What is Easter without a lovely lamb recipe? This boned garlic lamb makes a great Easter recipe option that’s full of flavour – your guests will absolutely love it! It’s a great one to try for your next dinner party as it seems really special and yet is surprisingly simple to make.
- 1 large or 2 small legs of lamb, boned, rolled and tied, around 2-2.2kg (4½lb) in total weight
- 6 garlic cloves, crushed
- 4tbsp chopped fresh mint
- juice 1 lemon
- 2tbsp olive oil
- For the sauce
- 1tbsp flour
- 150ml (¼pt) red wine
- 300ml (½pt) chicken or vegetable stock
- 2tbsp redcurrant jelly
- 1tsp Dijon mustard
- For the lentils
- 1 onion, finely chopped
- little olive oil
- 450g (1lb) Puy lentils, well rinsed
- 3tsp vegetable bouillon powder
- For the red onions
- 8 red onions, peeled and cut into 4, root left intact
- 50g (2oz) butter
- 2tbsp olive oil
- 1tbsp soft brown sugar
- 3tbsp red wine
- splash red wine vinegar
- For the pea purée
- 1 x 650g bag frozen petit pois
- 1 garlic clove, crushed and sautéed in a little oil
- vegetable stock, to cover
Make vertical slashes in the lamb, cutting through the fat and just into the flesh. Mix together the garlic, mint, lemon juice, olive oil and some black pepper. Push into the cuts. Marinate for at least 12 hours. Save fridge space by using a ziplock bag – it’s instantly portable too.
Preheat the oven to 220 C, 200 C fan, 425 F, gas 7. Place lamb in a roasting tin with 2 mugs of water. Roast for 20 minutes, then reduce the oven to 190 C, 170 C fan, 375 F, gas 5 and roast according to our cooking time (see above). Remove from the tin, cover with foil and leave to rest while you make the sauce.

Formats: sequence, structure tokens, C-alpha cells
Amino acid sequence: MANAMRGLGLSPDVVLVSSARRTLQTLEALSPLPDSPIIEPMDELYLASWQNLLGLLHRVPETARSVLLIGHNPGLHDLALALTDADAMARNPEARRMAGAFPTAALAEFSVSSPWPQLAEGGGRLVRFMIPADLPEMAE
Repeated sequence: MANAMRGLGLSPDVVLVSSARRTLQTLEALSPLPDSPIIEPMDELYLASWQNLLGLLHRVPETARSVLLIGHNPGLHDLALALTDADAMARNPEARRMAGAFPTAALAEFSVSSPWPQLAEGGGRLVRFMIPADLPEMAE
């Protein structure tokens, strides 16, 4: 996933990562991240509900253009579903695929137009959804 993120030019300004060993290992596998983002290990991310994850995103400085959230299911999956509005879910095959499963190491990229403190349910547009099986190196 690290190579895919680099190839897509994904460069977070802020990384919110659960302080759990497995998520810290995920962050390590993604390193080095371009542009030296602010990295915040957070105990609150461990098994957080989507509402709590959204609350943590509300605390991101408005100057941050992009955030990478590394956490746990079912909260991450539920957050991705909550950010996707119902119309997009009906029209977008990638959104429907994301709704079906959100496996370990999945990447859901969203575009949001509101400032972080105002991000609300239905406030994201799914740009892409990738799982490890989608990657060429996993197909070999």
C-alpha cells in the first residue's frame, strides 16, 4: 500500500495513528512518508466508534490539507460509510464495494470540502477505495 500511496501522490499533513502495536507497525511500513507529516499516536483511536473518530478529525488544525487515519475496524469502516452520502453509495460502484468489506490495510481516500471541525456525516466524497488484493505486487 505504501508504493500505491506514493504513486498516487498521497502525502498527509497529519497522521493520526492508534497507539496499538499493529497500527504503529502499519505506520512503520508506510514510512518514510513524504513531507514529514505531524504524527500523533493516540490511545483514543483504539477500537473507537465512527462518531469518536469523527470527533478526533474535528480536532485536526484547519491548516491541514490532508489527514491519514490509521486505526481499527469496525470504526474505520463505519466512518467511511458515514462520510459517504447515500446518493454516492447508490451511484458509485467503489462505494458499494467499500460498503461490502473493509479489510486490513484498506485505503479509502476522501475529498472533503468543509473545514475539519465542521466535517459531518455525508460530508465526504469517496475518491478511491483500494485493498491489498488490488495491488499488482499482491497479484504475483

Remove any excess fat from the roasting tin, add the flour, stirring well with a wooden spoon to scrape any meat residue from the tin. Add the wine, stock, redcurrant jelly and mustard. Bring to the boil, whisking well, then simmer until it has reduced and thickened, about 10 minutes.
To cook the lentils, cook the onion in the oil, add the lentils, enough water to cover by about 2.5cm (1in) and the bouillon powder. Bring to the boil and simmer until tender, about 20 minutes. Drain.
Meanwhile, gently cook the red onions in the butter and oil until tender in a large frying pan, about 30 minutes. Add the sugar and wine. Let it bubble for a few minutes until syrupy, then add the vinegar. Add the whole lot to the lentils and stir to combine. Cook the peas and garlic in the stock until hot, drain then blitz in a food processor, adding as much stock as you need to make a chunky purée, around 3 to 4tbsp.
To serve, divide the lentils among 8 dinner plates. Top with a few slices of lamb, then the pea purée. Serve the sauce separately in a hot jug.
Get your butcher to do the hard work by boning out the lamb for you. The size of the lamb will vary according to the time of year that you buy it and to the breed of the lamb. If they are small, which is likely in early spring, buy two legs which should weigh around a kilo (2lb 4oz) each once they’re boned out. You can cook the pea purée, lentils and onions up to 6 hours ahead. Then you just need to reheat them for a few minutes in the microwave